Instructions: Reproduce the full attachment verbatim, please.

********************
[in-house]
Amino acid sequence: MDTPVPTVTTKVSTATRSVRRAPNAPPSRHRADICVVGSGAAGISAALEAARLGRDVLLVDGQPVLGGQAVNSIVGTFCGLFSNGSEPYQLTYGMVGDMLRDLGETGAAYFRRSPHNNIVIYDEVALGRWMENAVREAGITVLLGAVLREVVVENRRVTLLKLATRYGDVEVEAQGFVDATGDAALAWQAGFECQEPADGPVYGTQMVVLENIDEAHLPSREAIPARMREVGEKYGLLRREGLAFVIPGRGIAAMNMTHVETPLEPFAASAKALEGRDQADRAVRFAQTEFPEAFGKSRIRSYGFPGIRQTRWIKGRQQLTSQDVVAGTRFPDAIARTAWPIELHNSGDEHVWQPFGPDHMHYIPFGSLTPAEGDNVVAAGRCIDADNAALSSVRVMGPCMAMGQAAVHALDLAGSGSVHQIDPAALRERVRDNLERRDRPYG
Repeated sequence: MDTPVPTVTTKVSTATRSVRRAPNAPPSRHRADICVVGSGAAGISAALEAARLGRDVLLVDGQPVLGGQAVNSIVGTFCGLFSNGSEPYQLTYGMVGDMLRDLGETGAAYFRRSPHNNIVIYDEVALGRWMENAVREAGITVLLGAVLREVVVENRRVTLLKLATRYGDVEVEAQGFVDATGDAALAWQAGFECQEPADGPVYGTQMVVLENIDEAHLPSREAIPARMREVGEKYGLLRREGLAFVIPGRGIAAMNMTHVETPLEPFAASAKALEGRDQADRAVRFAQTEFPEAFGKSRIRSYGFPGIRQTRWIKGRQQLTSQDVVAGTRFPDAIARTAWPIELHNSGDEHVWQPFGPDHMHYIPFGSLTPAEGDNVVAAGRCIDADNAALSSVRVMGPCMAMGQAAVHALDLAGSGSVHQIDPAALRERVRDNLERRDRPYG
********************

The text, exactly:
[in-house]
Amino acid sequence: MDTPVPTVTTKVSTATRSVRRAPNAPPSRHRADICVVGSGAAGISAALEAARLGRDVLLVDGQPVLGGQAVNSIVGTFCGLFSNGSEPYQLTYGMVGDMLRDLGETGAAYFRRSPHNNIVIYDEVALGRWMENAVREAGITVLLGAVLREVVVENRRVTLLKLATRYGDVEVEAQGFVDATGDAALAWQAGFECQEPADGPVYGTQMVVLENIDEAHLPSREAIPARMREVGEKYGLLRREGLAFVIPGRGIAAMNMTHVETPLEPFAASAKALEGRDQADRAVRFAQTEFPEAFGKSRIRSYGFPGIRQTRWIKGRQQLTSQDVVAGTRFPDAIARTAWPIELHNSGDEHVWQPFGPDHMHYIPFGSLTPAEGDNVVAAGRCIDADNAALSSVRVMGPCMAMGQAAVHALDLAGSGSVHQIDPAALRERVRDNLERRDRPYG
Repeated sequence: MDTPVPTVTTKVSTATRSVRRAPNAPPSRHRADICVVGSGAAGISAALEAARLGRDVLLVDGQPVLGGQAVNSIVGTFCGLFSNGSEPYQLTYGMVGDMLRDLGETGAAYFRRSPHNNIVIYDEVALGRWMENAVREAGITVLLGAVLREVVVENRRVTLLKLATRYGDVEVEAQGFVDATGDAALAWQAGFECQEPADGPVYGTQMVVLENIDEAHLPSREAIPARMREVGEKYGLLRREGLAFVIPGRGIAAMNMTHVETPLEPFAASAKALEGRDQADRAVRFAQTEFPEAFGKSRIRSYGFPGIRQTRWIKGRQQLTSQDVVAGTRFPDAIARTAWPIELHNSGDEHVWQPFGPDHMHYIPFGSLTPAEGDNVVAAGRCIDADNAALSSVRVMGPCMAMGQAAVHALDLAGSGSVHQIDPAALRERVRDNLERRDRPYG